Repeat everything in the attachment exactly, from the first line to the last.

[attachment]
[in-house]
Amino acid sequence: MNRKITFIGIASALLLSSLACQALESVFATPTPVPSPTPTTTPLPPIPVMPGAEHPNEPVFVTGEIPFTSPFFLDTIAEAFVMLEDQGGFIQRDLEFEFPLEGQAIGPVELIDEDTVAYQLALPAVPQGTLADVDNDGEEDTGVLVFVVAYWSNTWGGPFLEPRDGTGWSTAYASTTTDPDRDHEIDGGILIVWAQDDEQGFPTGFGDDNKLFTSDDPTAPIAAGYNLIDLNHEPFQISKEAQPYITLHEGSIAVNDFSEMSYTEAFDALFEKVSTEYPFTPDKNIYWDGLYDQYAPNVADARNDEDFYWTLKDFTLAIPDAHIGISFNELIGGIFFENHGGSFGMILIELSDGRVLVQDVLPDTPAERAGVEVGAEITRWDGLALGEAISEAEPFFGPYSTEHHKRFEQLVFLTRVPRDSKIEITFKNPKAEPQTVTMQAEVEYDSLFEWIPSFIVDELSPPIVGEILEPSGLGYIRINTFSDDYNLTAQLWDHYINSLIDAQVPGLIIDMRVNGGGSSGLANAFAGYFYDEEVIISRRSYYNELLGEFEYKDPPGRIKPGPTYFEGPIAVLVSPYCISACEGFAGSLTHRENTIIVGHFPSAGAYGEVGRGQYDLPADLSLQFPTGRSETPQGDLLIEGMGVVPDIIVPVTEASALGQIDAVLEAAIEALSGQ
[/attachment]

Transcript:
[in-house]
Amino acid sequence: MNRKITFIGIASALLLSSLACQALESVFATPTPVPSPTPTTTPLPPIPVMPGAEHPNEPVFVTGEIPFTSPFFLDTIAEAFVMLEDQGGFIQRDLEFEFPLEGQAIGPVELIDEDTVAYQLALPAVPQGTLADVDNDGEEDTGVLVFVVAYWSNTWGGPFLEPRDGTGWSTAYASTTTDPDRDHEIDGGILIVWAQDDEQGFPTGFGDDNKLFTSDDPTAPIAAGYNLIDLNHEPFQISKEAQPYITLHEGSIAVNDFSEMSYTEAFDALFEKVSTEYPFTPDKNIYWDGLYDQYAPNVADARNDEDFYWTLKDFTLAIPDAHIGISFNELIGGIFFENHGGSFGMILIELSDGRVLVQDVLPDTPAERAGVEVGAEITRWDGLALGEAISEAEPFFGPYSTEHHKRFEQLVFLTRVPRDSKIEITFKNPKAEPQTVTMQAEVEYDSLFEWIPSFIVDELSPPIVGEILEPSGLGYIRINTFSDDYNLTAQLWDHYINSLIDAQVPGLIIDMRVNGGGSSGLANAFAGYFYDEEVIISRRSYYNELLGEFEYKDPPGRIKPGPTYFEGPIAVLVSPYCISACEGFAGSLTHRENTIIVGHFPSAGAYGEVGRGQYDLPADLSLQFPTGRSETPQGDLLIEGMGVVPDIIVPVTEASALGQIDAVLEAAIEALSGQ